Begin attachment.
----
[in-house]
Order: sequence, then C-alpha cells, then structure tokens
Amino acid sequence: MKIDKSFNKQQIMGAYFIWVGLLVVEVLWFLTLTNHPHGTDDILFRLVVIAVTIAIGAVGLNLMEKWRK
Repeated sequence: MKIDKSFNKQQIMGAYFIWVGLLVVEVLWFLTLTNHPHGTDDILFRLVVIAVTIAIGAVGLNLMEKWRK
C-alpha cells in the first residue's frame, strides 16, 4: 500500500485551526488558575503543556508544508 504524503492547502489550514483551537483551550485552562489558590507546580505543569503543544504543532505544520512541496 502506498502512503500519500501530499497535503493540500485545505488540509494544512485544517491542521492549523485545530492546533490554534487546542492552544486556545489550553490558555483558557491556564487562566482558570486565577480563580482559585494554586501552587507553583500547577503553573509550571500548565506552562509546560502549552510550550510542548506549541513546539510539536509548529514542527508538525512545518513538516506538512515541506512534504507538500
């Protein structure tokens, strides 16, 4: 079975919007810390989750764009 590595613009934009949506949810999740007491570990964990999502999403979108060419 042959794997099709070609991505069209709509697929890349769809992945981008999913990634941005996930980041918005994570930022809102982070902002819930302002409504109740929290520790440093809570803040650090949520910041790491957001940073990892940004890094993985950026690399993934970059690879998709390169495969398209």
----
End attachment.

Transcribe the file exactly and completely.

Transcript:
[in-house]
Order: sequence, then C-alpha cells, then structure tokens
Amino acid sequence: MKIDKSFNKQQIMGAYFIWVGLLVVEVLWFLTLTNHPHGTDDILFRLVVIAVTIAIGAVGLNLMEKWRK
Repeated sequence: MKIDKSFNKQQIMGAYFIWVGLLVVEVLWFLTLTNHPHGTDDILFRLVVIAVTIAIGAVGLNLMEKWRK
C-alpha cells in the first residue's frame, strides 16, 4: 500500500485551526488558575503543556508544508 504524503492547502489550514483551537483551550485552562489558590507546580505543569503543544504543532505544520512541496 502506498502512503500519500501530499497535503493540500485545505488540509494544512485544517491542521492549523485545530492546533490554534487546542492552544486556545489550553490558555483558557491556564487562566482558570486565577480563580482559585494554586501552587507553583500547577503553573509550571500548565506552562509546560502549552510550550510542548506549541513546539510539536509548529514542527508538525512545518513538516506538512515541506512534504507538500
């Protein structure tokens, strides 16, 4: 079975919007810390989750764009 590595613009934009949506949810999740007491570990964990999502999403979108060419 042959794997099709070609991505069209709509697929890349769809992945981008999913990634941005996930980041918005994570930022809102982070902002819930302002409504109740929290520790440093809570803040650090949520910041790491957001940073990892940004890094993985950026690399993934970059690879998709390169495969398209």